Policymakers, Designers, and Researchers
Scroll down this page to find information about:
What Causes Homelessness
The History of Homelessness in Austin
The Importance of Change
Leaders in Change
An overview of the i-team's ongoing projects
Factors Leading to Homelessness
What Causes Homelessness?
Despite common perception, homelessness doesn’t just happen because of substance abuse or mental illness; those are just the visible causes that we can see when we encounter people living on the street. Instead, homelessness happens when factors at multiple levels of society - the structural, institutional, relationship, and individual levels - combine to create a difficult set of circumstances in someone’s life. Unfortunately, major contributors to homelessness such as poverty and childhood trauma tend to repeat themselves in families from generation to generation, making the cycle of homelessness extremely difficult to break.
Austin is one of the fastest-growing cities in the country, drawing huge numbers of educated and affluent new residents each year. Unfortunately, this inflow of people drives up rents across the city - but especially in East Austin - squeezing out low-income residents who can’t pay the increasing cost of living. Because of Austin’s historically racist housing policy, we have a shortage of affordable housing that disproportionately affects low-income minority residents.
We often discharge people from jails, hospitals, foster care, and the military without making sure they have stable housing when they leave. Below you can see the ways these different institutions can possibly lead to individual experiencing homelessness:
The period after psychiatric hospitalization can be unstable for people with mental illness. They are at high risk of suicide, rehospitalization, and violence against others. There is little continuity of care between the institution and follow-up outpatient care. Especially for people with substance use disorders and persistent psychiatric symptoms, the ultimate result is often homelessness.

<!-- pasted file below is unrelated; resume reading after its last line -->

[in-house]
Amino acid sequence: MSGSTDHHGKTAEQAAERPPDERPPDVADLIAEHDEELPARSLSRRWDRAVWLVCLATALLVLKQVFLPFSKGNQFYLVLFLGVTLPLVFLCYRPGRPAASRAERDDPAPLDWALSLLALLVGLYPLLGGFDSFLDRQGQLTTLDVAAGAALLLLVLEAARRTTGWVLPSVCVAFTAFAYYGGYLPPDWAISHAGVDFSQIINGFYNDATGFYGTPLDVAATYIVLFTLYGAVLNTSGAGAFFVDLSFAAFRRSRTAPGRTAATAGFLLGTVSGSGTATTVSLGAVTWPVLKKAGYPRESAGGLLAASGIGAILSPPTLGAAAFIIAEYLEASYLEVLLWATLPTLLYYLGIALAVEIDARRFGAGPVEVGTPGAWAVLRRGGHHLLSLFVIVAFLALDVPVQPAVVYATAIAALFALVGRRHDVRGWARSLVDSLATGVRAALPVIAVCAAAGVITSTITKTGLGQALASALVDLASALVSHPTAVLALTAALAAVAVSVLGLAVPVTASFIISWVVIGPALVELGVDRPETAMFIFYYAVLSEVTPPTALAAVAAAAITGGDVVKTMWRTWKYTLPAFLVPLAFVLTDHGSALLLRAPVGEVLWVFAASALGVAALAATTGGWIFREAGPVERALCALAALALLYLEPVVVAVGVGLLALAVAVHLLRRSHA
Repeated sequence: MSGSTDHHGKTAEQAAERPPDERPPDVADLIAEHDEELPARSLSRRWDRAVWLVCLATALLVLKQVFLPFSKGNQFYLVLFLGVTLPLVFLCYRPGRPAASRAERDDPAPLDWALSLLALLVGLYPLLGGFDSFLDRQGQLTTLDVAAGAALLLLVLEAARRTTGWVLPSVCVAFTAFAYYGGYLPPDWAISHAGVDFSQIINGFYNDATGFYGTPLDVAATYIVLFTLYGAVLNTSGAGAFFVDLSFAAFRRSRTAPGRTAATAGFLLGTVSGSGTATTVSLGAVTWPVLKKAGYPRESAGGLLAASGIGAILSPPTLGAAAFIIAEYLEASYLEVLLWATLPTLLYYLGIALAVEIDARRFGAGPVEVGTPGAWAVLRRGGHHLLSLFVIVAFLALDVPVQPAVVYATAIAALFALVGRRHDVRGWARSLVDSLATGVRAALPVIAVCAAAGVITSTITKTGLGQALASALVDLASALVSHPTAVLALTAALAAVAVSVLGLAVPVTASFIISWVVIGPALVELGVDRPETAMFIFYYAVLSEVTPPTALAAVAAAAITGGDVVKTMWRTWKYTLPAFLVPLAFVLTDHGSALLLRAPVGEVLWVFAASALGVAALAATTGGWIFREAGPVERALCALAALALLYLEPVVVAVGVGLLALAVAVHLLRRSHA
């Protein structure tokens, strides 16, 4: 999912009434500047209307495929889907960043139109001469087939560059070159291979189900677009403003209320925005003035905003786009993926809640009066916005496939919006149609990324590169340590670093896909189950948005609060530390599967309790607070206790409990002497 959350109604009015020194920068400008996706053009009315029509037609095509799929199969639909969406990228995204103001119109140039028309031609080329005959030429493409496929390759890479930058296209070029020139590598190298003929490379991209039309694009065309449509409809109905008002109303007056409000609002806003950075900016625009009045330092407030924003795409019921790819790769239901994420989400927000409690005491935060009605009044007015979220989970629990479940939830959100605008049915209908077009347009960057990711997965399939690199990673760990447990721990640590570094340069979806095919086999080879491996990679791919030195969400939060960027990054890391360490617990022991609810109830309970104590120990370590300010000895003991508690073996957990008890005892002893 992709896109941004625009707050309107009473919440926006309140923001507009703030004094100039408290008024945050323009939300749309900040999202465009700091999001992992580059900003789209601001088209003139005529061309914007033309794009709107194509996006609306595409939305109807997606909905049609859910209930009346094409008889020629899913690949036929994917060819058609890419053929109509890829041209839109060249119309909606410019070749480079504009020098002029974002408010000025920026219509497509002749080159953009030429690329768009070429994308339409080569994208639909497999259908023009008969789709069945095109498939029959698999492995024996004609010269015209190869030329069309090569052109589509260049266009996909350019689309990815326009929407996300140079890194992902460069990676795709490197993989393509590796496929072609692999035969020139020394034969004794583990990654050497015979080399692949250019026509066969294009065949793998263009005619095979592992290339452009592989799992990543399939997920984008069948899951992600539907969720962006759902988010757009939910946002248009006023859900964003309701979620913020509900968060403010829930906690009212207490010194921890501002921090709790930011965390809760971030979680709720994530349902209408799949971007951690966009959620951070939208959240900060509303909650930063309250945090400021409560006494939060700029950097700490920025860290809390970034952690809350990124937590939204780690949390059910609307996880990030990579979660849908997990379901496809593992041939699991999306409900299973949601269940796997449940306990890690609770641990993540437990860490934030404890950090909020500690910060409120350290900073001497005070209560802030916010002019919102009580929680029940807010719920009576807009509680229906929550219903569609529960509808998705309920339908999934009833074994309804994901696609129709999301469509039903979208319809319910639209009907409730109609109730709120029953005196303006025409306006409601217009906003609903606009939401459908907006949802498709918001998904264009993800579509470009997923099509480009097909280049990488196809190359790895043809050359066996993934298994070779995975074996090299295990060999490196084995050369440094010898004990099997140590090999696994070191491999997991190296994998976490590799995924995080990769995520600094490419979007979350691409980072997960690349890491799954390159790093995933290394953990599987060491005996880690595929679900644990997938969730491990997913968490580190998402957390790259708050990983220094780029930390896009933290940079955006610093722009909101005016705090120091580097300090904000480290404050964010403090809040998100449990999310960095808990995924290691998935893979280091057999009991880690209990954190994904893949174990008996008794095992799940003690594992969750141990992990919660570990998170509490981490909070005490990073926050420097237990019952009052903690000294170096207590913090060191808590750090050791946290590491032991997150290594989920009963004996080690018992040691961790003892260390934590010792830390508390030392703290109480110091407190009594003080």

Vets have often been separated from their family and friends for a long time by the time they get discharged. When they get back to civilian life, they often lack the social support they need. Adjusting back to civilian life is difficult when skills useful for the military and skills useful for civilian jobs don’t overlap very much. Following discharge, veterans face the following issues: isolation, employment barriers, disabilities, and mental health.
After leaving prison, ex-inmates face barriers to accessing services and regaining stability when they leave prison. Unlike services for veterans or people with disabilities, no system prioritizes services for ex-inmates. Regaining housing and employment is also difficult, because landlords and employers discriminate against people with criminal records. Communities of color experience several unique risk factors that contribute to higher levels of crime and poorer educational outcomes, both of which increase people’s risk of becoming homeless later on.